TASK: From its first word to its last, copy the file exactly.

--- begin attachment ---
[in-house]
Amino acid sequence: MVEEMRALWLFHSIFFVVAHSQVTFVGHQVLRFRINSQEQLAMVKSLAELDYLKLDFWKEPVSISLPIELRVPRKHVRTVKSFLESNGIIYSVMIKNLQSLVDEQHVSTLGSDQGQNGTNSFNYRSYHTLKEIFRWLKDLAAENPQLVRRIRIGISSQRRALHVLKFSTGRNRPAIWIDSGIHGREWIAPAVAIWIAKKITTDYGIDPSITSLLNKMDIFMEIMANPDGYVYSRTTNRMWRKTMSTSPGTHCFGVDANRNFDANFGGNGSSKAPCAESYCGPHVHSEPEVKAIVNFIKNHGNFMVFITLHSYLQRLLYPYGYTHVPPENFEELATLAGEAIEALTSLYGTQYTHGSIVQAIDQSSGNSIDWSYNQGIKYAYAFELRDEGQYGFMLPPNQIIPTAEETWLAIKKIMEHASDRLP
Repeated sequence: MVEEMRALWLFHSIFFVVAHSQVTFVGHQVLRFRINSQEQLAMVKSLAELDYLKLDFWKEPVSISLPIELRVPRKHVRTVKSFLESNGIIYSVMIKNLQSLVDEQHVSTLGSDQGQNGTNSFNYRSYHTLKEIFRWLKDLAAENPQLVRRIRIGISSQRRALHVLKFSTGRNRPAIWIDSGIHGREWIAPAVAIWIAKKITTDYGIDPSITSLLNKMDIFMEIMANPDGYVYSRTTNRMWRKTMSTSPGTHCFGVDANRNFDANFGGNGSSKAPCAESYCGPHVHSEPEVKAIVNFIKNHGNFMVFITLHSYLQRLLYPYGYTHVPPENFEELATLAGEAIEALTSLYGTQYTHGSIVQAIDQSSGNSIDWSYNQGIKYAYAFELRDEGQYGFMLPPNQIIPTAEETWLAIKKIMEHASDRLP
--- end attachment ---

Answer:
[in-house]
Amino acid sequence: MVEEMRALWLFHSIFFVVAHSQVTFVGHQVLRFRINSQEQLAMVKSLAELDYLKLDFWKEPVSISLPIELRVPRKHVRTVKSFLESNGIIYSVMIKNLQSLVDEQHVSTLGSDQGQNGTNSFNYRSYHTLKEIFRWLKDLAAENPQLVRRIRIGISSQRRALHVLKFSTGRNRPAIWIDSGIHGREWIAPAVAIWIAKKITTDYGIDPSITSLLNKMDIFMEIMANPDGYVYSRTTNRMWRKTMSTSPGTHCFGVDANRNFDANFGGNGSSKAPCAESYCGPHVHSEPEVKAIVNFIKNHGNFMVFITLHSYLQRLLYPYGYTHVPPENFEELATLAGEAIEALTSLYGTQYTHGSIVQAIDQSSGNSIDWSYNQGIKYAYAFELRDEGQYGFMLPPNQIIPTAEETWLAIKKIMEHASDRLP
Repeated sequence: MVEEMRALWLFHSIFFVVAHSQVTFVGHQVLRFRINSQEQLAMVKSLAELDYLKLDFWKEPVSISLPIELRVPRKHVRTVKSFLESNGIIYSVMIKNLQSLVDEQHVSTLGSDQGQNGTNSFNYRSYHTLKEIFRWLKDLAAENPQLVRRIRIGISSQRRALHVLKFSTGRNRPAIWIDSGIHGREWIAPAVAIWIAKKITTDYGIDPSITSLLNKMDIFMEIMANPDGYVYSRTTNRMWRKTMSTSPGTHCFGVDANRNFDANFGGNGSSKAPCAESYCGPHVHSEPEVKAIVNFIKNHGNFMVFITLHSYLQRLLYPYGYTHVPPENFEELATLAGEAIEALTSLYGTQYTHGSIVQAIDQSSGNSIDWSYNQGIKYAYAFELRDEGQYGFMLPPNQIIPTAEETWLAIKKIMEHASDRLP